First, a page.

Let me give you an example. ‘Icaro’ is the name of the music passed down for thousands of years in indigenous cultures in South America. These songs, still in use today, were sung by shamans during entheogenic rituals and ceremonies hundreds of generations ago. On one hand, listening to an Icaro is like extending your ears into an ancient, primitive realm. On the other hand, it is like listening to the origin of melodies which still exist in modern music—completely timeless and evocative. These songs are fascinating, and even the casual listener can’t help but feel intrigued by what they are hearing. Likely, they’ll track the music down on their own later. Maybe—just maybe—it becomes a regular part of their musical diet; each time they listen, they’ll remember where they were when they first heard it.
There are other ways in which you can turn music into opportunities, and not just background filler. For instance, you can form relationships with local musicians, giving each of you an opportunity for cross-promotion. You can play their music in your store, and perhaps even showcase a record sleeve or CD case on the counter to let customers know what they are hearing. Sharing their music on your social media can also boost their exposure while providing you with engaging content for your audience. In return, you could ask them to do the same. To further deepen these relationships and foster goodwill in your community, consider hosting in-store events featuring local musicians.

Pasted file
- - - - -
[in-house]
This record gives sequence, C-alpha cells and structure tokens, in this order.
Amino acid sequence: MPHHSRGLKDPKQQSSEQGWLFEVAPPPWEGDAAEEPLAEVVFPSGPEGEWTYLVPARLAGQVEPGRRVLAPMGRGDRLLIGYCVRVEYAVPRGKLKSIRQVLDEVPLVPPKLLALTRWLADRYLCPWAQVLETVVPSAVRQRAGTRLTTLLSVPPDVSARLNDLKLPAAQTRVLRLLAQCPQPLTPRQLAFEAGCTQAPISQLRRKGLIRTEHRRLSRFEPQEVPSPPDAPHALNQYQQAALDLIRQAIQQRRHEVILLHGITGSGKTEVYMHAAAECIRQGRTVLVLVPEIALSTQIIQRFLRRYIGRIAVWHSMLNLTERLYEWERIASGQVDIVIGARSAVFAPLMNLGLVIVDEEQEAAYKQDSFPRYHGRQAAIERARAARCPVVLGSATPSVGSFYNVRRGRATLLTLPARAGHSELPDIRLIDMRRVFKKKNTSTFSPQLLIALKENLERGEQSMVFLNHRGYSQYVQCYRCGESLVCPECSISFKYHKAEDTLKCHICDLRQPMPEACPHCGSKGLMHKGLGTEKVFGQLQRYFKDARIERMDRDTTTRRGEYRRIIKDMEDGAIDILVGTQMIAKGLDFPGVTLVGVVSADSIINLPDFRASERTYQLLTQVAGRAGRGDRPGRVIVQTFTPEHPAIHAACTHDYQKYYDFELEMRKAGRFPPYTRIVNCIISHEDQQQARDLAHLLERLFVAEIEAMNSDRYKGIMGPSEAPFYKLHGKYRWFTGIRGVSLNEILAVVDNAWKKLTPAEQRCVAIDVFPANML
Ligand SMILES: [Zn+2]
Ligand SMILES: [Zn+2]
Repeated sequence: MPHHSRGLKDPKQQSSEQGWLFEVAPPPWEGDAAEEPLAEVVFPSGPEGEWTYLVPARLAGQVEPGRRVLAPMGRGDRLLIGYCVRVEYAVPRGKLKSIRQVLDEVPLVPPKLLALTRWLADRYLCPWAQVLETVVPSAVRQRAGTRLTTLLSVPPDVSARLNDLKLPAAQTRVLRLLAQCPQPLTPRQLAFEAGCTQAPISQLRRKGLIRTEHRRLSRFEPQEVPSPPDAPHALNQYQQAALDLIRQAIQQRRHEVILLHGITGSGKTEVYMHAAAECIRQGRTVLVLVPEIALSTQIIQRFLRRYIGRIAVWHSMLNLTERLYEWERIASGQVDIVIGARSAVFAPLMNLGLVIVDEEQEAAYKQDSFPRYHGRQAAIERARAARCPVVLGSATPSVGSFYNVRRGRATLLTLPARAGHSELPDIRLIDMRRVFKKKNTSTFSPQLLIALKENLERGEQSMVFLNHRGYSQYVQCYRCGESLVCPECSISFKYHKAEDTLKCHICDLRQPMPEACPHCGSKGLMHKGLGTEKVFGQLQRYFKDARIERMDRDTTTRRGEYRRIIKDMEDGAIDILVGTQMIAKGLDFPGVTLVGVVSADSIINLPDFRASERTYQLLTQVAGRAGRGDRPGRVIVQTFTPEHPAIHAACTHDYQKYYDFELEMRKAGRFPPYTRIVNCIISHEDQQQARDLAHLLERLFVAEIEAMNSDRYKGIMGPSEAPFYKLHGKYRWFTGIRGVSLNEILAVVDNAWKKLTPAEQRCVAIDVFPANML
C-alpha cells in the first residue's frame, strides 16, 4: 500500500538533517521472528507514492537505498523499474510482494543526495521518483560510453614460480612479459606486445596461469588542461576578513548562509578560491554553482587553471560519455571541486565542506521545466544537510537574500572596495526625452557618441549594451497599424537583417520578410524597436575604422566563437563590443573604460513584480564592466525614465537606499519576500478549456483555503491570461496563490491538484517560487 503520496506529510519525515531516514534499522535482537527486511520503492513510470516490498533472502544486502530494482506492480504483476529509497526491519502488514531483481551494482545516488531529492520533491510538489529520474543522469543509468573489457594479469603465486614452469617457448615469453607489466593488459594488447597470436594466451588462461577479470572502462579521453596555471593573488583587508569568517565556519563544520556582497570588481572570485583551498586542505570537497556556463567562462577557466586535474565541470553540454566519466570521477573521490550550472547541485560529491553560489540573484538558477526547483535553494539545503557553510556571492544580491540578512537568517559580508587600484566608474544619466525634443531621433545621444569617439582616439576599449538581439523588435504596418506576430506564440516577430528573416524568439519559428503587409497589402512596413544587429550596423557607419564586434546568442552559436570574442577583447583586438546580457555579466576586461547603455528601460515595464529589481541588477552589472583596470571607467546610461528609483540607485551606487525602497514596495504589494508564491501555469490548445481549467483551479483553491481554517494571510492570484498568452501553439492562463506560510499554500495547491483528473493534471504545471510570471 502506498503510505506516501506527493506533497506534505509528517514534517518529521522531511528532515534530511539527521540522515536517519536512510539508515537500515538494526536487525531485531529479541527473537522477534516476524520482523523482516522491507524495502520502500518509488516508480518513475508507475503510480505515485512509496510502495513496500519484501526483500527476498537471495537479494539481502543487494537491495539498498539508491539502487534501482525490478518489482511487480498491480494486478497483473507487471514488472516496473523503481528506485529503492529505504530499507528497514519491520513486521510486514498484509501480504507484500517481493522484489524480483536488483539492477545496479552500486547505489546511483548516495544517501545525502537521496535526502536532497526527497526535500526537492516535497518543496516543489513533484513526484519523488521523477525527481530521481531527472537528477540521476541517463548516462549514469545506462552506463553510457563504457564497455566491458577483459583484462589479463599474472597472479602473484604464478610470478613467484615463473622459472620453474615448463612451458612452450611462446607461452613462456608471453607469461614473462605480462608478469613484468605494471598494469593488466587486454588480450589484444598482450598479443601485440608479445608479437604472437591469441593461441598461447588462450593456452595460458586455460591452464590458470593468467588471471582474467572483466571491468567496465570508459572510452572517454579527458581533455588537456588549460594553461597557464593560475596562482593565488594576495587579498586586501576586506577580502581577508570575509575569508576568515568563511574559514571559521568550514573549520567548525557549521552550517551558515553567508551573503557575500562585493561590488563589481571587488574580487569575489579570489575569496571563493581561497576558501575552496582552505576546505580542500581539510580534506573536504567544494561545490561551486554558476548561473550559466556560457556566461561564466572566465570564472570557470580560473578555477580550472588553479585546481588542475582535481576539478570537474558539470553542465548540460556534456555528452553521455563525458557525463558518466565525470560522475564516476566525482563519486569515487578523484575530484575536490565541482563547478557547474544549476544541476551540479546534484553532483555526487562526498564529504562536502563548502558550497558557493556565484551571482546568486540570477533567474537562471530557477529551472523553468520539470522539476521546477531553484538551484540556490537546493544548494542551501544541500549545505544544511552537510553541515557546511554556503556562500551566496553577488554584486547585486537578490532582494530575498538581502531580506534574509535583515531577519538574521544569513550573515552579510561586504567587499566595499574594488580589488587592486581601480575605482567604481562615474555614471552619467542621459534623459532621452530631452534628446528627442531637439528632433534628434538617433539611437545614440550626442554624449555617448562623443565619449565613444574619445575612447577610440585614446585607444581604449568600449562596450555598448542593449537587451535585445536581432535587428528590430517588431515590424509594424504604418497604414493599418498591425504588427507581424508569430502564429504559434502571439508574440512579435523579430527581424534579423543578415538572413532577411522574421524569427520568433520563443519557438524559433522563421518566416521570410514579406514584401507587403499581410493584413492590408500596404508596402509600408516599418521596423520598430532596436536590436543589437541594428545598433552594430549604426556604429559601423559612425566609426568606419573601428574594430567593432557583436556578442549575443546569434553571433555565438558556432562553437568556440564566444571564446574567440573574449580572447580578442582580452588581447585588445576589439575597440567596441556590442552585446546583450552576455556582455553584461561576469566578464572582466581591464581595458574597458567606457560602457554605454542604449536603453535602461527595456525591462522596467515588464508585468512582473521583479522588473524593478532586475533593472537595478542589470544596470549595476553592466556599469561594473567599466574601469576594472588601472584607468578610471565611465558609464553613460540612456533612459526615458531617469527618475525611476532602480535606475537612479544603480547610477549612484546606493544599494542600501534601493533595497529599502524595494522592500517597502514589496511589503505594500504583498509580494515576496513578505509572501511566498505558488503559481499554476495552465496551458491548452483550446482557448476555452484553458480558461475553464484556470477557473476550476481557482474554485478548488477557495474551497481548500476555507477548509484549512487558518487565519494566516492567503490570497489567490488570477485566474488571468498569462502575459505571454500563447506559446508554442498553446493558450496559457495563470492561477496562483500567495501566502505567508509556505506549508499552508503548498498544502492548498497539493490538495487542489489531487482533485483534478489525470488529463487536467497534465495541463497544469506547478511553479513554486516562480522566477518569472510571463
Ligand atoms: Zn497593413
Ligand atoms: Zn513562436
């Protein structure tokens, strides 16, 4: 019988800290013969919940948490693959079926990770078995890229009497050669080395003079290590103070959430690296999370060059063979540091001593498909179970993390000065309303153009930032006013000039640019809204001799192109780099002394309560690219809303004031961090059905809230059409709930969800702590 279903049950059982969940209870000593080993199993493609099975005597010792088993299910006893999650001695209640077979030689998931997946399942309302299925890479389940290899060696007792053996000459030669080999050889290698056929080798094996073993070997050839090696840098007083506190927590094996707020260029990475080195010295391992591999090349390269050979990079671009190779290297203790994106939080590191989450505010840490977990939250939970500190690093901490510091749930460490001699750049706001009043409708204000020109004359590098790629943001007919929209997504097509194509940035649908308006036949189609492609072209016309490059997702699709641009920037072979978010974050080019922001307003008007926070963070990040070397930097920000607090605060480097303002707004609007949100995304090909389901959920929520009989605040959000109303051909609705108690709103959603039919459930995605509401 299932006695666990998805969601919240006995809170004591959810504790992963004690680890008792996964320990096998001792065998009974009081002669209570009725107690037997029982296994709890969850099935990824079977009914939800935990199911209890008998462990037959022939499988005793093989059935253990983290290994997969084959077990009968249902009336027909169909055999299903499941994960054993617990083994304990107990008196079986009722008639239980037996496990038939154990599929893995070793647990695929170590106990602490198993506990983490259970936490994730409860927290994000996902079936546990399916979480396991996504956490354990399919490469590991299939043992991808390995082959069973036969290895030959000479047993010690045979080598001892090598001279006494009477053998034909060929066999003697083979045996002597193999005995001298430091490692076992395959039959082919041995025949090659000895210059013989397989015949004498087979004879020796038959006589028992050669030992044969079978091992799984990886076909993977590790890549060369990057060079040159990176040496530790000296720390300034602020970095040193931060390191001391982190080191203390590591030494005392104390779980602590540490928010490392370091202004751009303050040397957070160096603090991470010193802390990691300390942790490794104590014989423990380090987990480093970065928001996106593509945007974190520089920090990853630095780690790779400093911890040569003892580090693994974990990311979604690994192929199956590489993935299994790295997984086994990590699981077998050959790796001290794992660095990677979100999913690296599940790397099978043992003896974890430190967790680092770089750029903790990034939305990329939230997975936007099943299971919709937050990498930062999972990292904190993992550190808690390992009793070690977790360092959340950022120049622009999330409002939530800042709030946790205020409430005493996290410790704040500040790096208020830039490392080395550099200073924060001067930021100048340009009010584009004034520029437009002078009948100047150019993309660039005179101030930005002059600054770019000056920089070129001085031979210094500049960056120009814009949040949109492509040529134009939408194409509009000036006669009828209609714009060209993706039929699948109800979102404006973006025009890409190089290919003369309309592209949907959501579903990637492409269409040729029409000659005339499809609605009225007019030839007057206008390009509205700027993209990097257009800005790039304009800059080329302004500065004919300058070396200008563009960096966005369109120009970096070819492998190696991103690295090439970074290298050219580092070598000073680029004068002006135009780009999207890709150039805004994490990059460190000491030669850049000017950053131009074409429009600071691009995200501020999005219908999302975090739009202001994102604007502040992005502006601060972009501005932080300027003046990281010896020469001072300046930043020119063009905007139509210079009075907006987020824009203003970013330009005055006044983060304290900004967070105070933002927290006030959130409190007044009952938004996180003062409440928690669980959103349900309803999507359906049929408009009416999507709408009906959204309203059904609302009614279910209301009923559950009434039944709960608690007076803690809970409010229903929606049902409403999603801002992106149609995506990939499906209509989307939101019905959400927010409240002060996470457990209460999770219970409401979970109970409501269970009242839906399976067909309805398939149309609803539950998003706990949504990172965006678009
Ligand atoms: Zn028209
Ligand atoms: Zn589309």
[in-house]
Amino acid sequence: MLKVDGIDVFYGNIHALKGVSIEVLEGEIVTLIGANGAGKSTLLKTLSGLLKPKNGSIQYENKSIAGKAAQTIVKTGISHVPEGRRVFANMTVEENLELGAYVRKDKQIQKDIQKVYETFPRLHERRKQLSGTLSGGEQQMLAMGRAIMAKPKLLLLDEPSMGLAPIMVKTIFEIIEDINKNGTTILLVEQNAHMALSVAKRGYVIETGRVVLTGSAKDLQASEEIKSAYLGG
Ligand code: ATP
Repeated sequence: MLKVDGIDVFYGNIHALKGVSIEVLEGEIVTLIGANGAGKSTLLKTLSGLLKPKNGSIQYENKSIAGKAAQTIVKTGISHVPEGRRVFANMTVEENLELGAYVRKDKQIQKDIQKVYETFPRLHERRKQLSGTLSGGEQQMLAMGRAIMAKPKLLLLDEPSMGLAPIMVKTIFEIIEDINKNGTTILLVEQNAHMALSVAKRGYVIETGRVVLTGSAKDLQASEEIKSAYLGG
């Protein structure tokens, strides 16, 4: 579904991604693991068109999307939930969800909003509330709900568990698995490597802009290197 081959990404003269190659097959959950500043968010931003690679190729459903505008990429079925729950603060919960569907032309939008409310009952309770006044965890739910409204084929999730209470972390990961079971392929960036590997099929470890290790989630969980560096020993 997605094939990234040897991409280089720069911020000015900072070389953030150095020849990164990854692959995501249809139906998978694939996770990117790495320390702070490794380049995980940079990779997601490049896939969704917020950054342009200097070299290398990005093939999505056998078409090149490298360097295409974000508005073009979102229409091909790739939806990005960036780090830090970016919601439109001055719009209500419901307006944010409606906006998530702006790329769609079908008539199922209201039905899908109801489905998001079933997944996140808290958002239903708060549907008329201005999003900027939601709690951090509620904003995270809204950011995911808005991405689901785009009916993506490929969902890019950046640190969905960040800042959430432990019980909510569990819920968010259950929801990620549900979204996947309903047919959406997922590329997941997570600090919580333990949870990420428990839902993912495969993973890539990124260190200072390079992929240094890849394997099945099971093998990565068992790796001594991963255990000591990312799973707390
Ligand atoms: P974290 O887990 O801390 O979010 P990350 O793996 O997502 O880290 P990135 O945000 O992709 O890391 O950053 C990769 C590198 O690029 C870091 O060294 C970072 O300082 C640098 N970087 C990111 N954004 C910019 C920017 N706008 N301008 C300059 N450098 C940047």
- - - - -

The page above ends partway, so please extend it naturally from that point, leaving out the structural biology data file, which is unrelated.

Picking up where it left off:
The obstacles to rethinking your musical backdrop are twofold. First, there’s the natural inclination to maintain a youthful vibe. Second, and equally important, is the need to indulge the tastes of your younger employees, who are in this environment regularly for hours on end. My response to both dilemmas: Don’t be so cynical. Young people are perfectly capable of discovering and enjoying music outside of the pop zeitgeist. The Netflix series Stranger Things has illustrated this by putting decades-old songs from the likes of Kate Bush and Metallica back into the spotlight, brighter than ever before. Merely catering to youth without inspiring it is an empty strategy that will not benefit anyone—your employees, your customers, or your business.
Do not underestimate the impact that music has on your business. Avoid frivolous choices that either pander to specific elements or are based on cynicism. Do not just play it safe or do what is the most obvious. Take some risks and get a little weird. You might find that not only have you breathed some new life into your store’s atmosphere, but that atmosphere is also breathing some new life into you.